The MG T-Type remains a hugely popular choice of classic sports car around the world. We take a look at its history and whether you should buy one today.
The MG T-Type has got to be some of the most significant sports cars ever made, for while they weren’t far removed from the pre-war Midgets, right from the very first TA there was a global appetite for the little MG sports car that would quickly become something of a phenomenon far bigger than MG itself. Today, they remain an attractive option for those looking for a vintage sports car experience.
Part of the reason why MG would stick to its successful recipe of sports car building was that in 1935 the MG Car Company was sold by Nuffield to Morris Motors. Design operations at Abingdon were closed down and would now be run out of Cowley, and so also was the racing budget cut.
MG T-Type History
The MG T-Type began in 1936, with the TA. Instead of the P-Type’s Wolseley overhead cam engine, these feature a more economical to produce pushrod overhead valve engine from the Morris 10, which makes 50bhp at 4500rpm. Another downgrade is the 9” drum brakes instead of 12” ones. But there were some improvements: the brakes featured a Lockheed hydraulic system, there were new lever-type dampers all round, and the engine did feature a distributor and coil ignition system.
The headline for the 1939 TB model was its new XPAG engine. This was a completely new engine that, although its valves were still by pushrod actuation, was in a high state of tune and would prove to be the MG enthusiasts’ best friend. It featured a larger bore but shorter stroke, and it was indeed a much higher-revving engine making 54.4bhp at 5200rpm despite a smaller overall displacement of 1250cc. It could be tuned, too, thanks to a stronger block, counterbalanced crankshaft and better designed cylinder head. There was also a new gearbox with synchromesh on second gear now, in addition to third and fourth, plus a lighter flywheel. For good reason, these are especially popular models today, often commanding over £30,000.
However, it would actually be the TC that ended up offering all of this to most people because hardly had the TB been introduced that the second world war broke out and production halted. There were over 10,000 TCs produced between 1945 and 1949, compared to just 379 TB models. With some light revisions including a slightly wider cabin and rubber-bushed suspension mean that the TC is that little bit more comfortable than the TB. Today you can find plenty for sale between £15,000 and £30,000, and even supercharged ones aren’t too much more.
The MG TD was a continuation of this success and although its development was under serious budgetary constraints, the MG team still managed to put together a hugely successful car that would go onto sell nearly 30,000 units between 1949 and 1953 – that’s five times the rate that P-Types were selling in the ‘30s. It was the newest MG sports car to come since the P-Type in fact, featuring new bodywork and a new chassis, now including rack and pinion steering. Bumpers and overriders were fitted primarily to protect it from big American cars in the states. The XPAG engine remained, although it was now much closer in specification to the Y-Type’s, bringing with it many of its auxiliaries. It is a considerably more comfortable car than its predecessors and much easier to shop for because so many were made. If you’re lucky you can buy a half decent example for less than £10,000, but most are around £20,000.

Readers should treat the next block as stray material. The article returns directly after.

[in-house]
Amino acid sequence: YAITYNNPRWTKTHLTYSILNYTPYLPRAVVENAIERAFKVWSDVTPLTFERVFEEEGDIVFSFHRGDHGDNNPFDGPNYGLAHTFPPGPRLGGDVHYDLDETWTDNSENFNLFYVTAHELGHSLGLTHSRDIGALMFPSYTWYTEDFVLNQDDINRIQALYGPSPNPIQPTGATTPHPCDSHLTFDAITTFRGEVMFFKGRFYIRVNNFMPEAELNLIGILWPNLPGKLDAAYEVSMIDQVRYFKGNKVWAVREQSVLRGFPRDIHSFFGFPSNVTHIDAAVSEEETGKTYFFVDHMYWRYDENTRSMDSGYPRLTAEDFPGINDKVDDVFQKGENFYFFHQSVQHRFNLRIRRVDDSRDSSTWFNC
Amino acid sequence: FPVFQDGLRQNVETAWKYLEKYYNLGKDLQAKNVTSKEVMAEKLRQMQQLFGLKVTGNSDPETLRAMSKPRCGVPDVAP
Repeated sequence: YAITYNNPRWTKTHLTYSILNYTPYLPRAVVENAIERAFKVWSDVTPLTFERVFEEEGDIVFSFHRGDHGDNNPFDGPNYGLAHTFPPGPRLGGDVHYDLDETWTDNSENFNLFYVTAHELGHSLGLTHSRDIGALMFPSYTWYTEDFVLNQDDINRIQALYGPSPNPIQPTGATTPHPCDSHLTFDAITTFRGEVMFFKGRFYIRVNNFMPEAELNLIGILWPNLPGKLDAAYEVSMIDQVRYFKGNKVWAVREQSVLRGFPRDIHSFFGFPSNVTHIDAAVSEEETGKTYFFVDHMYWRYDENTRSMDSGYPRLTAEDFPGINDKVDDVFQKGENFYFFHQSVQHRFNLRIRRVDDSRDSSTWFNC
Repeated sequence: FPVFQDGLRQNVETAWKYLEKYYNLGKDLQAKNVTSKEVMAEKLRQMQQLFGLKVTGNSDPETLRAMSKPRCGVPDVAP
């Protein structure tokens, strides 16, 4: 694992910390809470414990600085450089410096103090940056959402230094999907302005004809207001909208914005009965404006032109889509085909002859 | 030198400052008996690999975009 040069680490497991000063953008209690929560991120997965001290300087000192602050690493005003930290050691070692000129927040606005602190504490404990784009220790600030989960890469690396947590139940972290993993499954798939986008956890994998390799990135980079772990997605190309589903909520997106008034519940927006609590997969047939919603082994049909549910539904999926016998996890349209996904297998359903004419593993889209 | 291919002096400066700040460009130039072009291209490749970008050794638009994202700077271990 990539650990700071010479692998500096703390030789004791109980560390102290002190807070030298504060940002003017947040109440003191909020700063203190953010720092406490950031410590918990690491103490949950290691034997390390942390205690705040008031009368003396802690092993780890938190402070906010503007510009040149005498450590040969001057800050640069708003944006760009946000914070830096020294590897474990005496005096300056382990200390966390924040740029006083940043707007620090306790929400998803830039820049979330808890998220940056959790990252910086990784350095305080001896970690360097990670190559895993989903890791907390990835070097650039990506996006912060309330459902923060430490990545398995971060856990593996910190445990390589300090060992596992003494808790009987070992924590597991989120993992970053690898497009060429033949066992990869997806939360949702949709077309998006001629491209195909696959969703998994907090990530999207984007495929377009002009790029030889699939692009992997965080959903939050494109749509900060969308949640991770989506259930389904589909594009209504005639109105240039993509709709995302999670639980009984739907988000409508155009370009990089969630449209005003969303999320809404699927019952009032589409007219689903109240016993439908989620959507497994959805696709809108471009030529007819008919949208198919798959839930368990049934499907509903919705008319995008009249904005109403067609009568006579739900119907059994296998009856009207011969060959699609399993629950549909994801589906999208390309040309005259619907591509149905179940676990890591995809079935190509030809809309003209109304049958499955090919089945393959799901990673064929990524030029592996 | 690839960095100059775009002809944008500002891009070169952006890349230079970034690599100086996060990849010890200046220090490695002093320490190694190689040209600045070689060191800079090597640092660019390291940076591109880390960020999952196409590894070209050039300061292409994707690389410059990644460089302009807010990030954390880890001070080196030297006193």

The 1953 TF was largely the same as the TD underneath, with the main difference coming in the second half of 1954 when a new 1466cc so-called XPEG engine upped power to 63bhp. The styling is distinctively different to its predecessors, once controversial it is now appreciated as a unique blend of pre-war design with post-war refinements. Inside, there returned the charming octagonal-shaped dials last seen in the P-Types, and a few niceties from the Y-Type saloon including, finally, adjustable seats. In total there were 9600 TFs made, so they’re not too common. They do enjoy a keen following these days and you can spend anything between £20,000 to £35,000 on a nice one.
With the introduction of the MGA in 1955 began a new era for MG, but the spirit of the little Midget sports cars of MG’s past has continued on just like the devotion for them amongst a certain set of classic enthusiasts. The T-Types really did sell like hot cakes, and up there with many other famous post-war models helped the British car industry find its golden years.